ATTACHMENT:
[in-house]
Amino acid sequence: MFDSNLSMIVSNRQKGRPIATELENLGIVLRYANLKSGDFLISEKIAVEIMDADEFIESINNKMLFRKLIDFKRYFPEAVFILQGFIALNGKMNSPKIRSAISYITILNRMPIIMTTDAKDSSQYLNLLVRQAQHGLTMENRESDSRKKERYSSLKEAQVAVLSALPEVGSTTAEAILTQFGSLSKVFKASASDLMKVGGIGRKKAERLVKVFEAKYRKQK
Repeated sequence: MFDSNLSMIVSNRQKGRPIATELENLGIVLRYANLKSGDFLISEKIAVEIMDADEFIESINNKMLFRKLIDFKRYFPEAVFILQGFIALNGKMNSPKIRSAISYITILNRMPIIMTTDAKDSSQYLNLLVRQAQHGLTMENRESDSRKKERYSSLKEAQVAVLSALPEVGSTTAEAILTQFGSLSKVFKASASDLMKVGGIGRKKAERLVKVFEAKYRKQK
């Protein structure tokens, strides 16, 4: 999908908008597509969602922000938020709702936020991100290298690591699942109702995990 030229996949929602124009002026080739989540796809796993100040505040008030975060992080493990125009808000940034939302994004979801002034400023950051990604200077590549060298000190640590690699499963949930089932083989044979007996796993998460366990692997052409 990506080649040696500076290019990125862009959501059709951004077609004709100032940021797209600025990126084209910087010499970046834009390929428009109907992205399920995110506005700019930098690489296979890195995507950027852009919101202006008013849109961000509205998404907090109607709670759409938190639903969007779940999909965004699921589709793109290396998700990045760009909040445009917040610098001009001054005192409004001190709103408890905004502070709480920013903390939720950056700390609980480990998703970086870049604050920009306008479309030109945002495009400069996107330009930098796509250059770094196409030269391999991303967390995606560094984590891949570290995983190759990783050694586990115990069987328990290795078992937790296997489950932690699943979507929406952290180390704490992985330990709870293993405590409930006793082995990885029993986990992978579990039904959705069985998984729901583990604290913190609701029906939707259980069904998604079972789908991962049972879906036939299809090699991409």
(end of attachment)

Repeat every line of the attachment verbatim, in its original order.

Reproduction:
[in-house]
Amino acid sequence: MFDSNLSMIVSNRQKGRPIATELENLGIVLRYANLKSGDFLISEKIAVEIMDADEFIESINNKMLFRKLIDFKRYFPEAVFILQGFIALNGKMNSPKIRSAISYITILNRMPIIMTTDAKDSSQYLNLLVRQAQHGLTMENRESDSRKKERYSSLKEAQVAVLSALPEVGSTTAEAILTQFGSLSKVFKASASDLMKVGGIGRKKAERLVKVFEAKYRKQK
Repeated sequence: MFDSNLSMIVSNRQKGRPIATELENLGIVLRYANLKSGDFLISEKIAVEIMDADEFIESINNKMLFRKLIDFKRYFPEAVFILQGFIALNGKMNSPKIRSAISYITILNRMPIIMTTDAKDSSQYLNLLVRQAQHGLTMENRESDSRKKERYSSLKEAQVAVLSALPEVGSTTAEAILTQFGSLSKVFKASASDLMKVGGIGRKKAERLVKVFEAKYRKQK
């Protein structure tokens, strides 16, 4: 999908908008597509969602922000938020709702936020991100290298690591699942109702995990 030229996949929602124009002026080739989540796809796993100040505040008030975060992080493990125009808000940034939302994004979801002034400023950051990604200077590549060298000190640590690699499963949930089932083989044979007996796993998460366990692997052409 990506080649040696500076290019990125862009959501059709951004077609004709100032940021797209600025990126084209910087010499970046834009390929428009109907992205399920995110506005700019930098690489296979890195995507950027852009919101202006008013849109961000509205998404907090109607709670759409938190639903969007779940999909965004699921589709793109290396998700990045760009909040445009917040610098001009001054005192409004001190709103408890905004502070709480920013903390939720950056700390609980480990998703970086870049604050920009306008479309030109945002495009400069996107330009930098796509250059770094196409030269391999991303967390995606560094984590891949570290995983190759990783050694586990115990069987328990290795078992937790296997489950932690699943979507929406952290180390704490992985330990709870293993405590409930006793082995990885029993986990992978579990039904959705069985998984729901583990604290913190609701029906939707259980069904998604079972789908991962049972879906036939299809090699991409």